I saw friends there. The Ducketts moved back here from Russia last year, so when they saw last year’s posters, they thought it would be a great tradition. This year, they brought their kids. Leo ran in and out as quickly as possible. Standing later by the fire, I asked him if he’d do it again. “No way, never.”  His sister, Lily, on the other hand, just might. Her dad “drug” her in and she was soaked from head to toe, but she stood there with a smile on her face as she shivered and drank her cocoa.
Apparently the Russians do this for health reasons and to ring in the new year. It’s a popular tradition in Canada and The Netherlands as well and the largest Polar Bear Plunge in the US is just north, in Annapolis, in a couple of weeks.

Though it isn’t for everyone, there aren’t any rules about age. Young kids running in with their parents, groups of friends going in together, and older folks far braver than I, running with enthusiasm towards the 37 degree waters of the Chesapeake Bay. I suppose there are worse ways to begin a new year. For me, I’m happy to watch, cheer people on, and enjoy a hot cup of coffee.


Anyone can participate in the Polar Bear Plunge for free and without registration; however, if you’d like a t-shirt, then you need to pay a small fee and register.  You can register in advance or beginning at 11am on the day of the plunge. The crowds began to gather in earnest just 30 minutes before the event, but I’d get there an hour early anyway and grab a coffee at Sweet Sue’s. DRESS WARM.

The less you wear, the faster you’ll dry and warm up. It would help to have friends on the beach waiting with warm towels/clothes and warm socks and shoes. Tradition states that you must run in and submerge yourself though not everyone does. It’s up to you. Kids can go. Stay with smaller ones as it gets crowded and people push a bit.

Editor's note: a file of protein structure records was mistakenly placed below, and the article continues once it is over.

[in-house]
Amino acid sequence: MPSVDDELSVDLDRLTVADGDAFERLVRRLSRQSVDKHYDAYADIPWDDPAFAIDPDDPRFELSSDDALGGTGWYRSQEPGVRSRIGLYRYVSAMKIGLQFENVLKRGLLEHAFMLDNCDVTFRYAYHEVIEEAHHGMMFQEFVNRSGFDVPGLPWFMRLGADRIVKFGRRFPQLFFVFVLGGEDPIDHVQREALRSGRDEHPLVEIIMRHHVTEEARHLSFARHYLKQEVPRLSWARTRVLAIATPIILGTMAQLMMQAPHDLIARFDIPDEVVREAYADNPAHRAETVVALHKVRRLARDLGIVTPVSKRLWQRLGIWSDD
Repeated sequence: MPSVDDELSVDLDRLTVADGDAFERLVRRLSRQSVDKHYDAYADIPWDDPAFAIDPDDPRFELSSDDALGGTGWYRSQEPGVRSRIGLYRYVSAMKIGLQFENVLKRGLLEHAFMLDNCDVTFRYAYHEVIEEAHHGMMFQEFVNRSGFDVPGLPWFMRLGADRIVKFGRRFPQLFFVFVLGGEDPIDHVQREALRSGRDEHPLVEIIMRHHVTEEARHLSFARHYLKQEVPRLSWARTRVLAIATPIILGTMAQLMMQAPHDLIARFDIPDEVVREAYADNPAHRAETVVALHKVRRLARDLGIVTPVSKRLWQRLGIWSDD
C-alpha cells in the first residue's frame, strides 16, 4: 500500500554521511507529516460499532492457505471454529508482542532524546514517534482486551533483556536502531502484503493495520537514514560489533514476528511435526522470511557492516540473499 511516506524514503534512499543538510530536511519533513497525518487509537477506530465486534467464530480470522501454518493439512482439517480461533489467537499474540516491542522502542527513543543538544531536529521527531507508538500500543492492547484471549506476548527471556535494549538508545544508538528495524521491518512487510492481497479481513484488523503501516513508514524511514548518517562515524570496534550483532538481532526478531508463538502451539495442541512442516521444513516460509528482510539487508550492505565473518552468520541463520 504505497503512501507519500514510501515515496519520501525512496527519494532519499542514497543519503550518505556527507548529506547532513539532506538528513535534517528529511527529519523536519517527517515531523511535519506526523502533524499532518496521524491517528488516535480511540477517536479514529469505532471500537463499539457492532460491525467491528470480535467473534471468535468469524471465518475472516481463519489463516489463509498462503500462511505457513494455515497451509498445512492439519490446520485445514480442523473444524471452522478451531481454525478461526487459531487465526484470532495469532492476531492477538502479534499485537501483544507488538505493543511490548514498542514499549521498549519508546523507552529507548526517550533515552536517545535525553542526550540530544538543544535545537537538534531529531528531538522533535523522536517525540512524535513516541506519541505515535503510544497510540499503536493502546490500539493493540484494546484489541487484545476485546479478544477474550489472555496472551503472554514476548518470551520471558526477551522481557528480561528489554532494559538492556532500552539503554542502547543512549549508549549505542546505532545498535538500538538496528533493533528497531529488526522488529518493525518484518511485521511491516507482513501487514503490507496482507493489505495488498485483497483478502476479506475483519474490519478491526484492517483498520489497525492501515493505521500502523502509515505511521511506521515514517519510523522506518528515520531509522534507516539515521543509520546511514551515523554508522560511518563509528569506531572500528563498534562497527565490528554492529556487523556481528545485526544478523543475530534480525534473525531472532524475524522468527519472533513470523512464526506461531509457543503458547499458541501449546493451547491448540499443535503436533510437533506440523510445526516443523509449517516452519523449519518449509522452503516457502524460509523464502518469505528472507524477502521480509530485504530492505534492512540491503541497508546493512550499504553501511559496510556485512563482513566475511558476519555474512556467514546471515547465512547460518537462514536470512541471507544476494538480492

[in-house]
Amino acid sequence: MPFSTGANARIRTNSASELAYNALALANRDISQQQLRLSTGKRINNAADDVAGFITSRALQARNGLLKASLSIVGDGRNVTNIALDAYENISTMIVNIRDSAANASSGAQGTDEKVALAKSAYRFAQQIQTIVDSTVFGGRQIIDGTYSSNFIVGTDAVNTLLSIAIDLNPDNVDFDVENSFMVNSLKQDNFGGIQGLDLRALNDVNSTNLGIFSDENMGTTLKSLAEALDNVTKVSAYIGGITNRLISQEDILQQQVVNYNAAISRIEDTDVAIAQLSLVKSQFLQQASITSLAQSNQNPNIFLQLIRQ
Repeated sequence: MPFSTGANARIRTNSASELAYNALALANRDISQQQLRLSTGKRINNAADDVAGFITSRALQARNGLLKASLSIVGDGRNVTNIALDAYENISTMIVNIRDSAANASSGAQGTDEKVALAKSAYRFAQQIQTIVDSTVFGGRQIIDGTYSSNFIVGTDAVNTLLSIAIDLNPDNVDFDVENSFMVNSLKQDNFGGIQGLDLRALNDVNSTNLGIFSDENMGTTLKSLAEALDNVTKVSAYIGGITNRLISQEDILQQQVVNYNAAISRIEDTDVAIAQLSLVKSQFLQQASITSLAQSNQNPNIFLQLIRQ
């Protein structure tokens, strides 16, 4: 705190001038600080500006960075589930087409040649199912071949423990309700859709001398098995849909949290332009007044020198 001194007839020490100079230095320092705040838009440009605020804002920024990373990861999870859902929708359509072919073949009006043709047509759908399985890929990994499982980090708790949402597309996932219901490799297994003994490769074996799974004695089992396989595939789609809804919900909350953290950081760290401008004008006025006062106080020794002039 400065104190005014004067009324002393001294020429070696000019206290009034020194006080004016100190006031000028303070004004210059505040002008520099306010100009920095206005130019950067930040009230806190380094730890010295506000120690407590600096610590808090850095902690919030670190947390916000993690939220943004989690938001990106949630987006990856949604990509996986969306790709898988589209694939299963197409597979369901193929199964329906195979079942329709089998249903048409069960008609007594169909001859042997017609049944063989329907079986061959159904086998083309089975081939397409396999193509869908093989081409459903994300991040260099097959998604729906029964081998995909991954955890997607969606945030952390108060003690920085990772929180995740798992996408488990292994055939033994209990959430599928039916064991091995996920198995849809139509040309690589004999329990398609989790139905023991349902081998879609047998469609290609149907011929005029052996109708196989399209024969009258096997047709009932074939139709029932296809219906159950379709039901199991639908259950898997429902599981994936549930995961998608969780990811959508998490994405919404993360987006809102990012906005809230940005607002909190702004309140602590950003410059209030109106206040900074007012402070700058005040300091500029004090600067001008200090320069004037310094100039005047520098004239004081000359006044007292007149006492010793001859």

There’s a fire pit on the adjacent beach with marshmallows (while they last) and free hot cocoa. It’s available for all spectators and plungers.  Calvert Kettle Corn is there and most shops nearby are open for the event. Also, take advantage of the free model train display just across the street at Tans. It’s worth it.

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I've always traveled, but I discovered the intensity and joy of culture while living abroad with my husband and four girls, first in Germany and then in Spain. That time among cultures observing details and participating in local celebrations gave me a hunger for more. I write of that here, the places I go and people I connect with, the flavors and sensations of being somewhere new, and the things I learn along the way. In every place, my camera is with me. Photography is another pursued passion. And coffee. There's always coffee.


  1. The Polar Bear Plunge | Tiffany Weber-StahlbaumTiffany Weber-Stahlbaum - January 7, 2014

    […] men, women, and children ran in to the frigid waters of the Chesapeake Bay just because. The annual Polar Bear Plunge is a tradition for many and a crazy one, but most were smiling behind chattering teeth and […]